The main goals of a youth strength training program should be to instill an ongoing interest in fitness while teaching proper form in a safe and properly supervised environment. A good strength training program should also improve strength of the muscles and bones and be part of a total fitness program that includes aerobic conditioning, flexibility and agility.

A good strength training program will set the foundation for lifelong health and athletic performance as the child grows into maturity.

3. What are the benefits of strength training?

  • Increase muscular strength and endurance

  • Improves power production

  • May also play an important role in effective weight loss strategies.

  • Provide an opportunity to enhance motor coordination

  • Improves confidence in their perceived abilities to be physically active

  • Improve sports performance

  • Improves Body composition

  • Improves insulin sensitivity

  • Better balance

  • Enhances psychosocial wellbeing

  • Improves speed of movement and coordination

  • May decrease risk and severity of injury in sports

  • Improves cardiovascular risk profile

  • Increases bone mineral density

4. How young can my child start strength training?

Strength training can be started at any age provided that the child has the emotional maturity to listen to and follow directions and understand basic safety rules. If you child already participates in some form of organized sports, they can also start strength training.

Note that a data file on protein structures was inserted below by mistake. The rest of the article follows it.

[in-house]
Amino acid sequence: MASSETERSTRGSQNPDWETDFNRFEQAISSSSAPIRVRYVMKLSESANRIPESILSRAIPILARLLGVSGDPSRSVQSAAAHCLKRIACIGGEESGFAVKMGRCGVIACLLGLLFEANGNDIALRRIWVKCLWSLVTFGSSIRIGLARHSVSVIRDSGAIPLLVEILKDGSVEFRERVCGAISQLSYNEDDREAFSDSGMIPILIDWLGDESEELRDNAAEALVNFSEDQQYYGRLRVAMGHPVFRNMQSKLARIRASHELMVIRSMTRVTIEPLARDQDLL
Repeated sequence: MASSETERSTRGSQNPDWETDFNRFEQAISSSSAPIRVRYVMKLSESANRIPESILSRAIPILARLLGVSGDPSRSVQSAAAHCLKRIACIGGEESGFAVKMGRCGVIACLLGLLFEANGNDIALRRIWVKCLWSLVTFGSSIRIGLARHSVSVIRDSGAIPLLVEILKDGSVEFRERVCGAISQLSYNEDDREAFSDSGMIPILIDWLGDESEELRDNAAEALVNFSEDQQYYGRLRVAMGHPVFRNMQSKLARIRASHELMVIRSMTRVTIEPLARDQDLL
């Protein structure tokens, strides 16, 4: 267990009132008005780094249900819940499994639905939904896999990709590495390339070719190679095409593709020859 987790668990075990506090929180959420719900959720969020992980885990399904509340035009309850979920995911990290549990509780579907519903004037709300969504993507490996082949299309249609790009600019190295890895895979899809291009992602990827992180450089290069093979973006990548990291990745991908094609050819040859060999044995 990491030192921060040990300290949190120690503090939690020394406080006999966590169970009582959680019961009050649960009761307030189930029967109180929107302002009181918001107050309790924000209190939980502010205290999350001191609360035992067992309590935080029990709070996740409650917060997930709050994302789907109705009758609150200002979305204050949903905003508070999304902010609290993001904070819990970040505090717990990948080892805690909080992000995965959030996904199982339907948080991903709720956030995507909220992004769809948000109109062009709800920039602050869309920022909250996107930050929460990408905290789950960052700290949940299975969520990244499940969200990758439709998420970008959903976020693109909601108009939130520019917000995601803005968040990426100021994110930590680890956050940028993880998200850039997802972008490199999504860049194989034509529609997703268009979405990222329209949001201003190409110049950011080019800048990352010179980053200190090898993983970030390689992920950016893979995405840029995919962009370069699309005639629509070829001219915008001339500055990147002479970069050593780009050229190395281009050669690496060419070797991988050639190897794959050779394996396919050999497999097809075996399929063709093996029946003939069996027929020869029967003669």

5. What are the chances my child will get hurt?

Strength training programs are highly safe if the program is designed to meet the needs, abilities and goals of the child and is properly supervised by an adult who is certified in strength training. The majority of injuries with weight training are muscle strains of the hand, low back and upper trunk. Most of these injuries take place at home using equipment that is not safe or in poorly supervised settings.

Under proper supervision where technique is emphasized over the amount of weight lifted, injury rates are lower than those a child might get at recess or in a structured sport setting.

Strength training can also improve a young athlete’s ability to withstand contact and collision in sports.

6. What is proper supervision?

The American Academy of Pediatrics defines proper supervision as an instructor to student ratio of no more than 1:10 and has an approved certification.

Instructors should understand that each child is an individual with different abilities as well as physical and emotional needs and should be competent in strength training guidelines for youth.